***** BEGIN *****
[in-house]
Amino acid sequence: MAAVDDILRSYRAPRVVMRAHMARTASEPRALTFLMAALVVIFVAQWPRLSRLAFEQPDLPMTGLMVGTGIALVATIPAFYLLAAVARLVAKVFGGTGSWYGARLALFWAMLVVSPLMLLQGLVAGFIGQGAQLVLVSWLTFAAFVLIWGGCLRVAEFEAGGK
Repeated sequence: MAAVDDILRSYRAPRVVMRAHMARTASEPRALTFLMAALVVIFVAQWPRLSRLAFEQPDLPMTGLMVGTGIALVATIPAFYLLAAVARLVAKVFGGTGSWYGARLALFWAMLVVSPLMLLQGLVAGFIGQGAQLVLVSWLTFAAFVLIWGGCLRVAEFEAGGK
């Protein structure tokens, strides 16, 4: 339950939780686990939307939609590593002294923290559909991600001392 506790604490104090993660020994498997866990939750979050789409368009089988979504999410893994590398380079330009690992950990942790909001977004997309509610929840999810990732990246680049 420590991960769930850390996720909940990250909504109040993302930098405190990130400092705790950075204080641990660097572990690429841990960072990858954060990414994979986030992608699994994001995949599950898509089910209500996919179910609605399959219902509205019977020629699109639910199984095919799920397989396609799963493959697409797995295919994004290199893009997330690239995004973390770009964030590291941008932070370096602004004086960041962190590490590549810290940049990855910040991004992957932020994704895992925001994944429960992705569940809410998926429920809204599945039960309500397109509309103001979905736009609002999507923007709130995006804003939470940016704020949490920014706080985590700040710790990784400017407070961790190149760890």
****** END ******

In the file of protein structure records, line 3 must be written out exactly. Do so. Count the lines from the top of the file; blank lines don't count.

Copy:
Repeated sequence: MAAVDDILRSYRAPRVVMRAHMARTASEPRALTFLMAALVVIFVAQWPRLSRLAFEQPDLPMTGLMVGTGIALVATIPAFYLLAAVARLVAKVFGGTGSWYGARLALFWAMLVVSPLMLLQGLVAGFIGQGAQLVLVSWLTFAAFVLIWGGCLRVAEFEAGGK